That’s how far away the BJCP exam is.
For some background, I’ve been wanting to become a certified beer judge for years now. Last January it was one of my New Years Resolutions to pass the exam; a group of us formed to study for it.
There is a huge demand for the BJCP and not enough resources, so the earliest we could schedule it was March 2013. In hindsight, I’m glad we’ve had over a year to study because it’s a ton to learn and a whole lot of fun.
We’ve been fairly consistent about meeting every two weeks. The study sessions generally go like this:
- Choose a BJCP style category (the next one in line)
- Someone brings bottled examples of the style
- We read the guidelines, taste the beer, and fill out scoresheets
We haven’t been too disciplined about formally judging beers because it’s much more fun to just sit and talk about them, but that will now change as the exam is right around the corner.
A Change of Approach
In 2012 there were changes to the BJCP exam structure. You can read all of the details (pdf) if you wish, but to sum it up:
- The exam used to be a combination of a tasting exam and a written exam. They are now separate exams, and you must pass the tasting exam before becoming eligible for the written exam.
- There is now an online entrance exam which you must pass in order to take the tasting exam.
- The tasting exam consists of judging six beers (compared to the previous four) and comparing your scores against those of the exam proctor (a National or Master judge).
So the individual exams and their sequence is this: online entrance exam -> tasting exam -> written exam.
The exam we have in March is the tasting exam. To me, it is a relief that we’re no longer doing the written exam. When we learned of the changes we altered our strategy. Since we no longer need to be as well versed on technical topics (brewing techniques, beer style attributes, etc), we could focus strictly on tasting, judging, and learning off-flavors.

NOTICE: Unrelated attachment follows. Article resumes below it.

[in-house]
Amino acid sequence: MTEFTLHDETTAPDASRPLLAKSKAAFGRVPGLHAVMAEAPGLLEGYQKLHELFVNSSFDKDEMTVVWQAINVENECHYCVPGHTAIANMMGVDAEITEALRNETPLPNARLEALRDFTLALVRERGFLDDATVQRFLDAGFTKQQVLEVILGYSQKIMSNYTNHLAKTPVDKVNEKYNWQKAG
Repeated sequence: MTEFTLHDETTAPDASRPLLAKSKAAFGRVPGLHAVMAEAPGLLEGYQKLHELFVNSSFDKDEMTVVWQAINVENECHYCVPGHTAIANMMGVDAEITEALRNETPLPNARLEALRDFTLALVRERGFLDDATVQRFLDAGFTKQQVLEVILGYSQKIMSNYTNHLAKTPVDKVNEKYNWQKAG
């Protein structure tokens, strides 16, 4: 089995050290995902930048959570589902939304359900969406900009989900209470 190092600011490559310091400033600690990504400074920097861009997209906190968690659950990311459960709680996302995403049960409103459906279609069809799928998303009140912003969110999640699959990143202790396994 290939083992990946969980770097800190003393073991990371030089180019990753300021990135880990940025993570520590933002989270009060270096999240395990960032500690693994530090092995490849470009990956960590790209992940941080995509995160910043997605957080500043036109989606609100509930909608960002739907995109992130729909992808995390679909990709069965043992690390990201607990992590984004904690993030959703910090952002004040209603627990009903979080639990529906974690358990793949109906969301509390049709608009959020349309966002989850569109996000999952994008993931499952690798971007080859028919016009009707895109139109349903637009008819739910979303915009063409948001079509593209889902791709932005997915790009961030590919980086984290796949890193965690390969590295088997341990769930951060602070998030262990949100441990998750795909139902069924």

Yes, you do need to know those technical topics and style guidelines for the online entrance exam, but it is nowhere near as in-depth as the written exam. I passed the online exam recently and it’s not that difficult if you have a good base knowledge of beer styles and some brewing experience.
The Home Stretch
The strategy for these final weeks is judge, judge, judge. We’ve made it through all of the BJCP styles and are now just going to concentrate on filling out scoresheets.
No one is a “natural” at filling out scoresheets. Even if you have the best palate in the world, it doesn’t mean you are good at giving feedback to homebrewers.
Filling out scoresheets with other judges is critical. You need to calibrate your judging and discover any blind spots you may have. If you score a beer at 40 and another judge gives it a 20, that’s not good. In the tasting exam, the farther away your score is from the proctor’s, the more points you lose.
I know I need work at judging. If I took the exam today I’d be in trouble. But I’ve made big strides in the past year and as long as I buckle down between now and exam time, I’m confident I’ll do well. Here’s how to actually become a beer judge for yourself.
Besides, it doesn’t take much to convince me to drink more beer.